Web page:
This month we have had another example of compromised passwords, this time it was LinkedIn a widely used business networking site.
Thirty years ago, yes I only need to go back that far, user names and passwords were the norm for access control to some computing resource and PINs were all the rage for accessing ones bank account. But in the joining years the world has changed so much in terms of networking and the attached cybercrime that user names and passwords no longer offer the right protection. The world at large doesn't seem to have realised this, perhaps it will take a breach in PayPal's security or Amazon but you can be assured it will happen, it's just a matter of time!
The logic of the problem is no different to that which made public key cryptography the base of eCommerce back in the 80's and is still the core security mechanism used today. The fundamental problem with symmetric cryptography is that the participants in a transaction both need to share the same secret key. In terms of confidentiality this in general can be made to work because the core business need is to share secret information whether it is information or keys. However when you are talking about authentication and integrity this is no longer true, the participants in a transaction may well have different and even conflicting business needs.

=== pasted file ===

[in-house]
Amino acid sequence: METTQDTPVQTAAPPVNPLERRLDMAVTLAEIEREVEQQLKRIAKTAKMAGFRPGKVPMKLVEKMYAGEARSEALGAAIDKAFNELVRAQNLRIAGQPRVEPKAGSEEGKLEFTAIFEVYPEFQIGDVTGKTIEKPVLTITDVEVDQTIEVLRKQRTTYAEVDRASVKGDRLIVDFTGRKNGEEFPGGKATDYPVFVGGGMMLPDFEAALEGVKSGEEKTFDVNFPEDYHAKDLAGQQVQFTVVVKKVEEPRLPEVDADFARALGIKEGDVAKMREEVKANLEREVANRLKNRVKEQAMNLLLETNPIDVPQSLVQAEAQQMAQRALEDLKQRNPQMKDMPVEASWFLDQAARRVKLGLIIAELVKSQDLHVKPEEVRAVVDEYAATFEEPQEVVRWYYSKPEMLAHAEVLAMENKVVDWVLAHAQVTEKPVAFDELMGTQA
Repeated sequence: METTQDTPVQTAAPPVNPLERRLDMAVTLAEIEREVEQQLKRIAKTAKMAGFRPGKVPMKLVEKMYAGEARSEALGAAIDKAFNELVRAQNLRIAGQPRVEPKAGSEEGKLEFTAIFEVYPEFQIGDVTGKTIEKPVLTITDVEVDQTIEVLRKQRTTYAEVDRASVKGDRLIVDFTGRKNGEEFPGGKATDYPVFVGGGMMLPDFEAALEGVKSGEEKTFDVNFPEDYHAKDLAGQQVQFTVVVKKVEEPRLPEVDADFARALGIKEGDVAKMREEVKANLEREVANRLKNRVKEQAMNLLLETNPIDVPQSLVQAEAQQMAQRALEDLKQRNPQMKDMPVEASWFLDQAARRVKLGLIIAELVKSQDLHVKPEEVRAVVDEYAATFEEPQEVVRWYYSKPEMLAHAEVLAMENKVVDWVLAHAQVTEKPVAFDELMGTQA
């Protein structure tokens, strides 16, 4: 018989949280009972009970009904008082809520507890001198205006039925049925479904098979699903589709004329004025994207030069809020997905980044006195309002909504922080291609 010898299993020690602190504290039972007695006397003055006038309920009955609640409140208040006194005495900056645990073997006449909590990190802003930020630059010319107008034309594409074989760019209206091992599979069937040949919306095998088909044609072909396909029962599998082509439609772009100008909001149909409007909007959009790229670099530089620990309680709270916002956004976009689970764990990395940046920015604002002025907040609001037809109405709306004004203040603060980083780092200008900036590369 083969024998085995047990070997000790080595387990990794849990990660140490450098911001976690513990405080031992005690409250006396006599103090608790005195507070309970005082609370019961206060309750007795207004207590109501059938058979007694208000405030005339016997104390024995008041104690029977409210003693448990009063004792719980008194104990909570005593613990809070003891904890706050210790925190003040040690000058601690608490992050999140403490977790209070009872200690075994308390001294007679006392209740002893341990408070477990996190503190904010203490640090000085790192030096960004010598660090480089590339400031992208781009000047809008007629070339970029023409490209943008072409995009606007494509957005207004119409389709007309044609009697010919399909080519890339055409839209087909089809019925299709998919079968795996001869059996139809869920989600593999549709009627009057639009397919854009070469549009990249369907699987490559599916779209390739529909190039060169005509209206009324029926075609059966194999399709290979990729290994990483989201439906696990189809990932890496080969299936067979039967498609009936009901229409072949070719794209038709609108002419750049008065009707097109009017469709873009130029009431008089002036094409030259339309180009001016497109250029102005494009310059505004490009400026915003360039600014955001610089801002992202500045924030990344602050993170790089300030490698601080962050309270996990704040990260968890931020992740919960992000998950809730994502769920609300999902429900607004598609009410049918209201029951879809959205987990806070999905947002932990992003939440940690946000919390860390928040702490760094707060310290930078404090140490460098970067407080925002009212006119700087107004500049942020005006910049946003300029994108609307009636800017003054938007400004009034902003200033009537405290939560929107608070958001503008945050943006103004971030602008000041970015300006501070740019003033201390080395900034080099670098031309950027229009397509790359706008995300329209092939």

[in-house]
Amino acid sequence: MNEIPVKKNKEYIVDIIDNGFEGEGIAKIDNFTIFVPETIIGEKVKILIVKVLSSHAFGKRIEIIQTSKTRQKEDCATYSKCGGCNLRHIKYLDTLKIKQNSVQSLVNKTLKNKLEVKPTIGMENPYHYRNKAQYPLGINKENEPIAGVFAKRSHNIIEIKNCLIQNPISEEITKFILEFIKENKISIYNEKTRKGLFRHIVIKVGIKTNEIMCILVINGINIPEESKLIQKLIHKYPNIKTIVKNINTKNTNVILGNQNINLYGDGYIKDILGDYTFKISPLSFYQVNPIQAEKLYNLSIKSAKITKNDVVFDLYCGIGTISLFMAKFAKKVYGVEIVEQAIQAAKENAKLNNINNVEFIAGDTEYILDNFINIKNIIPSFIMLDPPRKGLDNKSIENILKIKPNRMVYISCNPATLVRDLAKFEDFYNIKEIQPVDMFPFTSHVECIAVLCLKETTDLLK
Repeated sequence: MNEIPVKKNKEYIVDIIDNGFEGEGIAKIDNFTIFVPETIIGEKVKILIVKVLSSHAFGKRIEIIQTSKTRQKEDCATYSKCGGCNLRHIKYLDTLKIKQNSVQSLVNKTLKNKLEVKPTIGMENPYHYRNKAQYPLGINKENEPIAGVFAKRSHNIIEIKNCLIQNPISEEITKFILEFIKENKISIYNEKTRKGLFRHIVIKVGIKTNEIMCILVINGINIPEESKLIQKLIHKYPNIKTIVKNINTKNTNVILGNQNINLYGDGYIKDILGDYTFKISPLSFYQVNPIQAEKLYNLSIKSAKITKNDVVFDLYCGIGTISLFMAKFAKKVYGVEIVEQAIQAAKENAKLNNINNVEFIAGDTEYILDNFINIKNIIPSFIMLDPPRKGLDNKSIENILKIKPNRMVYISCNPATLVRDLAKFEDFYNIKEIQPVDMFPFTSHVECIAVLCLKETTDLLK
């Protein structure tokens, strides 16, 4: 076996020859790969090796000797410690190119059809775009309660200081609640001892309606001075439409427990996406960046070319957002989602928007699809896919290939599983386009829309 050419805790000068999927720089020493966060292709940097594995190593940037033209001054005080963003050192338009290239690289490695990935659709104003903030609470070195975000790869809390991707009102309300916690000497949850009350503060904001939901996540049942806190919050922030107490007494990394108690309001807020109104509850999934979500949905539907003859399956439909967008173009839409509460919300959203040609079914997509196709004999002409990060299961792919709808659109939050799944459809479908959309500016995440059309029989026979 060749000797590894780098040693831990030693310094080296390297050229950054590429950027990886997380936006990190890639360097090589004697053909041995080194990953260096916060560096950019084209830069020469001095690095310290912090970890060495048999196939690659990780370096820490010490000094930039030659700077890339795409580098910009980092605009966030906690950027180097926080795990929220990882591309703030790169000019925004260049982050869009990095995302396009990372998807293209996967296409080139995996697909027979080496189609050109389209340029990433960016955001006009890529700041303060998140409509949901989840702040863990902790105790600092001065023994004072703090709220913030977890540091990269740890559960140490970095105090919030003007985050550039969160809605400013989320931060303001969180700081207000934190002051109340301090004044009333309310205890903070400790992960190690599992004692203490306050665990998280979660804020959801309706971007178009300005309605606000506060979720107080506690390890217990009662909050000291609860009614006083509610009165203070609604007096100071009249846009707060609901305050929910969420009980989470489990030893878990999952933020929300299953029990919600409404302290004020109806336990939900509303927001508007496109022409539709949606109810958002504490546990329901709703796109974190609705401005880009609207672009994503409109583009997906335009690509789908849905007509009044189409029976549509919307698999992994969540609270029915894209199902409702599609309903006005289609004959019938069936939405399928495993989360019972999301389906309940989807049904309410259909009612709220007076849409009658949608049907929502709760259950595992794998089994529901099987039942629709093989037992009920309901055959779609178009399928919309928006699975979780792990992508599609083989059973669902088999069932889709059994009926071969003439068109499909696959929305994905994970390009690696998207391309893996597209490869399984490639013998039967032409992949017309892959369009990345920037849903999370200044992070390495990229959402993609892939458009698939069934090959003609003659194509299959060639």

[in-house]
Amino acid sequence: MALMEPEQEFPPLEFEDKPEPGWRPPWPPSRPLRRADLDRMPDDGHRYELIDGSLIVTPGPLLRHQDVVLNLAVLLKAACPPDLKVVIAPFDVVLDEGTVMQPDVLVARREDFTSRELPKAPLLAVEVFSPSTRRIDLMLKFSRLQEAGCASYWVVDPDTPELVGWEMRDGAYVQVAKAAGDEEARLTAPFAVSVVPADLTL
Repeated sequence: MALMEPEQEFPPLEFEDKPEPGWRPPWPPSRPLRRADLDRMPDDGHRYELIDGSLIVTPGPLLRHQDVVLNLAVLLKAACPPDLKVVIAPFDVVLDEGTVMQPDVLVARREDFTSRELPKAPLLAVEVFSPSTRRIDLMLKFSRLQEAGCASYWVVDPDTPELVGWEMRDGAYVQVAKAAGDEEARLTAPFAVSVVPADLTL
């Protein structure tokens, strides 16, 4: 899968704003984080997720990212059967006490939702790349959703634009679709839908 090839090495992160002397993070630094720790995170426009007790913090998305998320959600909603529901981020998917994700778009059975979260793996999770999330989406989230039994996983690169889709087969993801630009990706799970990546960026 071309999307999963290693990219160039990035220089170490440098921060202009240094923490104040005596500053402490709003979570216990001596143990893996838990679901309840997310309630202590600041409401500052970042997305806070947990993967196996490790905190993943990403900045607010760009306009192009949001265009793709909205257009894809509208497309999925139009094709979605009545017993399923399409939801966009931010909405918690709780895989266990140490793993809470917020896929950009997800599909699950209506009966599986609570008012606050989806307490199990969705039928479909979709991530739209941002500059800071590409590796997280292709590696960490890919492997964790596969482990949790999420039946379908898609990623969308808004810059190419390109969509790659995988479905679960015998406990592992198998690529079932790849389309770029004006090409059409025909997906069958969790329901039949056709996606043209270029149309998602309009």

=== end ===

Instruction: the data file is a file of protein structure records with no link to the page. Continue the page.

If the correspondent partner in a message relationship shares the same secret (key, PIN or password, it doesn't really matter) then they can do whatever the first person can do. So if we are talking about enciphering confidential data then both parties can equally encrypt or decrypt the data. When you are talking about confidential data that all makes sense. Now let's take a different scenario,
When you ask your bank to carry out some financial operation on your behalf you are not primarily concerned about confidentiality but the bank needs to authenticate your requirement both in terms of your authorization and the correctness of the data.
Now you can start to see the problem, what happens if the customer denies some aspect of the instruction, what happens if the bank denies some other aspect of the instruction? You can imagine the situation, the customer buys some shares which dump in value, and he may have a memory loss about the amount or even doing the transaction. The trouble is that legally it would be very hard to prove the customer initiated the transaction particularly in today's open network world because the security controls are shared by both parties.
This is why digital signatures only really work if you use asymmetric cryptography because this is the only case where the sender and receiver don't share the secret value. In a court of law unless you've found some quick way of breaking RSA or Elliptic Curve Cryptography there can be no doubt about the evidential value of the digitally signed message.